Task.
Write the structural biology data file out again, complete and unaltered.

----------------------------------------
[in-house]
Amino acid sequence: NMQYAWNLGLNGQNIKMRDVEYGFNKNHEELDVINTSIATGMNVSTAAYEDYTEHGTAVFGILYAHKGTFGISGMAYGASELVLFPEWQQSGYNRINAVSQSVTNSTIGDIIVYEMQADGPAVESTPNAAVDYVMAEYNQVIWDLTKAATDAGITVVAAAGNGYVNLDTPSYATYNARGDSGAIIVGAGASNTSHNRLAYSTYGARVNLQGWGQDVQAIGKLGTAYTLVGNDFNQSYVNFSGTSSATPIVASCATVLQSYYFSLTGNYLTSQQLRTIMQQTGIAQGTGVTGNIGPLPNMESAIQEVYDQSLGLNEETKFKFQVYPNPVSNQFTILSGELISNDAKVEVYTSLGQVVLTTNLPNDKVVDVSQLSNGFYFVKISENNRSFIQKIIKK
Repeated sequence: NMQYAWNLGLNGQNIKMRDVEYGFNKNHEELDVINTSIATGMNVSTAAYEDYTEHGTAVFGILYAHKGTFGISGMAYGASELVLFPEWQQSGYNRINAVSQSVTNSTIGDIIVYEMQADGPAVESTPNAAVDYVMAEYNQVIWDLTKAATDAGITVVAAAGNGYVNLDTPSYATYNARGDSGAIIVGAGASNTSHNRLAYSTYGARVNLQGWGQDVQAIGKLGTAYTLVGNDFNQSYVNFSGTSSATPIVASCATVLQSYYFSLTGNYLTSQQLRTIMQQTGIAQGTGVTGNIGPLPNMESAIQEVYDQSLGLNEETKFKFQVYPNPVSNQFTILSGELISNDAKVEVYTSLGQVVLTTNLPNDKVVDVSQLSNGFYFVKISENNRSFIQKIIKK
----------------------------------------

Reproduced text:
[in-house]
Amino acid sequence: NMQYAWNLGLNGQNIKMRDVEYGFNKNHEELDVINTSIATGMNVSTAAYEDYTEHGTAVFGILYAHKGTFGISGMAYGASELVLFPEWQQSGYNRINAVSQSVTNSTIGDIIVYEMQADGPAVESTPNAAVDYVMAEYNQVIWDLTKAATDAGITVVAAAGNGYVNLDTPSYATYNARGDSGAIIVGAGASNTSHNRLAYSTYGARVNLQGWGQDVQAIGKLGTAYTLVGNDFNQSYVNFSGTSSATPIVASCATVLQSYYFSLTGNYLTSQQLRTIMQQTGIAQGTGVTGNIGPLPNMESAIQEVYDQSLGLNEETKFKFQVYPNPVSNQFTILSGELISNDAKVEVYTSLGQVVLTTNLPNDKVVDVSQLSNGFYFVKISENNRSFIQKIIKK
Repeated sequence: NMQYAWNLGLNGQNIKMRDVEYGFNKNHEELDVINTSIATGMNVSTAAYEDYTEHGTAVFGILYAHKGTFGISGMAYGASELVLFPEWQQSGYNRINAVSQSVTNSTIGDIIVYEMQADGPAVESTPNAAVDYVMAEYNQVIWDLTKAATDAGITVVAAAGNGYVNLDTPSYATYNARGDSGAIIVGAGASNTSHNRLAYSTYGARVNLQGWGQDVQAIGKLGTAYTLVGNDFNQSYVNFSGTSSATPIVASCATVLQSYYFSLTGNYLTSQQLRTIMQQTGIAQGTGVTGNIGPLPNMESAIQEVYDQSLGLNEETKFKFQVYPNPVSNQFTILSGELISNDAKVEVYTSLGQVVLTTNLPNDKVVDVSQLSNGFYFVKISENNRSFIQKIIKK